By Gerri Detweiler. May 3, 2020
Some links on this site are for services for which we may earn a commission. This helps us keep the information on this site free. Also keep in mind this information is educational, and is not a substitute for legal advice.
If you have a loan or other debt with a company that goes out of business, you may be wondering whether you still have to pay the debt you owe. The fact that a company goes out of business doesn’t automatically erase the debt. You may or may not be responsible for continuing to make payments, depending on the specific situation and the status of the debt.
When a company goes out of business it will often file for bankruptcy. If a company goes bankrupt, the court will oversee the bankruptcy. A Chapter 11 bankruptcy is a reorganization that is designed so the business can restructure and stay open. A Chapter 7 bankruptcy is a “liquidation” of the business and it will likely assets will be sold and it will be shut down. The court will divide up the assets of the business to pay as many creditors as possible. Some creditors have a higher to get paid, and those are usually those where collateral is involved. The debt you owe as a debtor to a company that goes into bankruptcy administration will become part of the assets of the company in bankruptcy.
However, exactly what happens if you owe money to a company that goes out of business, and how that debt will be collected, depends in part on the status of the debt.
If a lender is collecting the debt but goes out of business, you will need to continue to make payments on the loan or you risk damage to your credit reports and credit scores. If the company files for bankruptcy, the court will instruct you where to make your monthly payments if that changes. If you have any dispute over whether the debt is valid, raise that dispute as soon as you are notified of the bankruptcy. If you don’t, the debt may be considered valid. Review the information the creditor or court sends you for instructions on how to dispute it. Do so in writing and keep a copy for your records.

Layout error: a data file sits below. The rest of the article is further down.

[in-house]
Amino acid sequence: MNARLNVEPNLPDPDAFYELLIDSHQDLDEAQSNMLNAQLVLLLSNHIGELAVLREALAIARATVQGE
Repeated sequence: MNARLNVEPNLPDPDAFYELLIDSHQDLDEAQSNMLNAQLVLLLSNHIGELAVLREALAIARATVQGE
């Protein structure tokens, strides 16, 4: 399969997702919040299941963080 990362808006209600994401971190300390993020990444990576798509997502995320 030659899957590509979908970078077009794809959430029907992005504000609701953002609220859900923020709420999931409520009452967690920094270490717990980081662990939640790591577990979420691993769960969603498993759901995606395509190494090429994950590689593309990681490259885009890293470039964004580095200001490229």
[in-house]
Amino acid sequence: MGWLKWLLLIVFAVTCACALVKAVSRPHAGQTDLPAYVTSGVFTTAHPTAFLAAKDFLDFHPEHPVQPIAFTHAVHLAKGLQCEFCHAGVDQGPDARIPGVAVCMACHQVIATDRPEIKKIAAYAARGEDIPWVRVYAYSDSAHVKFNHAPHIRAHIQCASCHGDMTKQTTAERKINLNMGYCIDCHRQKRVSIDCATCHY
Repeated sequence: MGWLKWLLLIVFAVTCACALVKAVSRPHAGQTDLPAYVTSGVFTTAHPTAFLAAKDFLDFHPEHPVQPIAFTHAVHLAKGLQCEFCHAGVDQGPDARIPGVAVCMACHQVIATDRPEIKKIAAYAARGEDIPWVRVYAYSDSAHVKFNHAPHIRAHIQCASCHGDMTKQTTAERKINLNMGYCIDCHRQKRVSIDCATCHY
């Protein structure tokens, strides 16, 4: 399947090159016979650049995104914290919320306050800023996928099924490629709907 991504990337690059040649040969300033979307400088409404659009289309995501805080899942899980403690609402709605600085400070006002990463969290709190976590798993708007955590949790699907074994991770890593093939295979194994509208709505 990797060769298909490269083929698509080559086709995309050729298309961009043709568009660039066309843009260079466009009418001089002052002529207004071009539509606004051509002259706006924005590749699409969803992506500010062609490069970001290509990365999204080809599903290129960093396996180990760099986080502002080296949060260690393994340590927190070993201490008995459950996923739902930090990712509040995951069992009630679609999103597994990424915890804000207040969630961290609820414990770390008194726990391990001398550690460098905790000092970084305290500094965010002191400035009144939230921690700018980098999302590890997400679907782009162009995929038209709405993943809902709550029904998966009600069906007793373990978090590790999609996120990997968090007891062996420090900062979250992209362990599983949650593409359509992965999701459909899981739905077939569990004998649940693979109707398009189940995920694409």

If you are making payments to a debt collector, it is helpful to know the status of the debt. (Finding this out isn’t always easy, however. Debt collectors don’t always volunteer this information and may not answer correctly if you ask.)
If a debt collector is collecting on behalf of the business, the court may order those unpaid debts to be sold to a collection agency (the same one or a different one) so the money from that sale can be used to help cover debts the business owed.
If this happens, your debt may change hands to a different collection agency which must notify you in writing about the debt you owe. The debt may be sold at a deep discount which could give you the opportunity to try to settle the balance for less than you owe. For example, if you owe $1000 but can only afford to pay $250, you may be able to get the collector to agree to $250 if you can pay that amount right away.
Read: How to Settle Collection Accounts
As a general rule, if your debt was more than a few months old or went to multiple collection agencies before you started making payments, there is a good chance it was purchased by a debt collector.
If a debt collector has already purchased your debt from the business, you may continue making payments to that same collection agency. Since they already own the debt, nothing changes and if the original debt was correct you’re obligated to pay it.
If your debt was sent to collections shortly after you missed payments with the original creditor and you started paying that collection agency, it may or may not have been sold. The collection agency may still be collecting on behalf of the creditor.